Movies based on video games tend to get a bad rap; Assassin’s Creed, Warcraft and Lara Croft are just the tip of the iceberg. But movies that take inspiration from video games? Now they’re a different story all together. Think Edge of Tomorrow, Scott Pilgrim vs. the World or Source Code; all films that draw from video game storytelling techniques and motifs to craft a compelling film in their own right. To this exclusive club you can add John Wick: Chapter 2, a film that looks and feels like a video game in ways that both elevate and hinder the viewing experience.

The film is so loaded with action that thin strands of plot barely factor into the equation; it’s a plug-and-play sort of scenario where the film points Wick in a vague direction and simply lets him loose to wreak havoc. He’s essentially a generic video game protagonist brought to life, and like all good video game protagonists, he’s monosyllabic and lets his pistols do the talking. The occasional dialogue scenes that punctuate the action feel like the brief cut scene reprieves one might idly sit through whilst playing Uncharted or Far Cry, fingers itching at the joysticks until you can jump back into the action, just as Wick’s hands hover over his holsters.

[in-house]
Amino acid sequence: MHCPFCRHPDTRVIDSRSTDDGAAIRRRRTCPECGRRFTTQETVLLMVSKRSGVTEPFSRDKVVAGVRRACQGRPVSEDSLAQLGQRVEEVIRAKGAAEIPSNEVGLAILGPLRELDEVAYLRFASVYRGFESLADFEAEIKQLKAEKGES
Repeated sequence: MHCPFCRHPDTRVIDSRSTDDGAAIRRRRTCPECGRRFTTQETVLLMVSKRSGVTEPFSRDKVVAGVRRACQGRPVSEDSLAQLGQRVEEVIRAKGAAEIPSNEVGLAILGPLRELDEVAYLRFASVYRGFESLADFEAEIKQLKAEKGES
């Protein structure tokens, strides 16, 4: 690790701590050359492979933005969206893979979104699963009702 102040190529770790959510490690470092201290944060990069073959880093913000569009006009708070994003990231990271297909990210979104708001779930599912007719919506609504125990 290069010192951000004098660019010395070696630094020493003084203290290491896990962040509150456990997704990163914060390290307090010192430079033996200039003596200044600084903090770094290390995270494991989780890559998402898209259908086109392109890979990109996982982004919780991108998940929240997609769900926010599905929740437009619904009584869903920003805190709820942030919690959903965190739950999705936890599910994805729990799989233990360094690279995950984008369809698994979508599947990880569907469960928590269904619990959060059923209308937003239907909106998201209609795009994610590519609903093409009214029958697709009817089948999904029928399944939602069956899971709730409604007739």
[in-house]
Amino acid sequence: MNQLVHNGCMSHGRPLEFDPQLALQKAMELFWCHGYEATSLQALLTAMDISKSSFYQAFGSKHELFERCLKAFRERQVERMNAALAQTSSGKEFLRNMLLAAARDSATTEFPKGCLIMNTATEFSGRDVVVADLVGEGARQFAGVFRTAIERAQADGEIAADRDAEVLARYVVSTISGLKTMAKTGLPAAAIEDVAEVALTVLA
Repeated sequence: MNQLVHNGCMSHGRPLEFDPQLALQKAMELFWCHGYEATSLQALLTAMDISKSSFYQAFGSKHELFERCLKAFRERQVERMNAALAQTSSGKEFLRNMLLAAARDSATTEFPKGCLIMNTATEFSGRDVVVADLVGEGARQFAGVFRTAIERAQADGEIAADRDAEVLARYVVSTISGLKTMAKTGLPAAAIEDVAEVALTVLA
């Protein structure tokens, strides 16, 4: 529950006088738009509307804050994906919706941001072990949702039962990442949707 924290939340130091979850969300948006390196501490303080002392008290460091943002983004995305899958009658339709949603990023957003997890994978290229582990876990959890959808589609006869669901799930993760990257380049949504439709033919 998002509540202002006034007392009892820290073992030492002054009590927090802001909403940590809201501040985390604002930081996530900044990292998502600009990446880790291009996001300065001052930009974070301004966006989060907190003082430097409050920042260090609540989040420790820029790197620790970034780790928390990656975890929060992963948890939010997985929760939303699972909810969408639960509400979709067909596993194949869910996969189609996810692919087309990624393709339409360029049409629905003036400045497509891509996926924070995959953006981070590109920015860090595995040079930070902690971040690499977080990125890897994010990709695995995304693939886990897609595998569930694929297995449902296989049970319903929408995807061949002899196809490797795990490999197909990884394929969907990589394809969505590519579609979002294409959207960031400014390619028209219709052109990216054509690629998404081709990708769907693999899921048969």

All you need to know is this: Wick’s (Keanu Reeves) actions in the first film have put the cat among the pigeons and a mysterious man from his past called Santino D’Antonio (Riccardo Scamarcio) has a debt that needs to be repaid. Wick’s mission is to eliminate an important mob figure in Rome, and so he sets to work plotting an intricate assassination in the vein of Hitman or Assassin’s Creed.

Everything about this film feels plucked from the world of video games. The pre-mission montage that sees Wick tooling up recalls Battlefield or Titanfall, where the player cycles through outfit, weapon and perk loadouts before heading into the fray; the way Wick moves through each action sequence with swift destruction mimics the player experience on classic arcade shooters like Time Crisis or Ghost Squad; the waves upon waves of enemies that seemingly spawn out of nowhere and pop out of cover to receive a swift bullet to the cranium not at all unlike a frenzied de_dust deathmatch on Counter Strike. The way that Wick anticipates his enemies and delivers a swift no-scope head shot evokes someone who has already tried their hand at this level umpteen times before.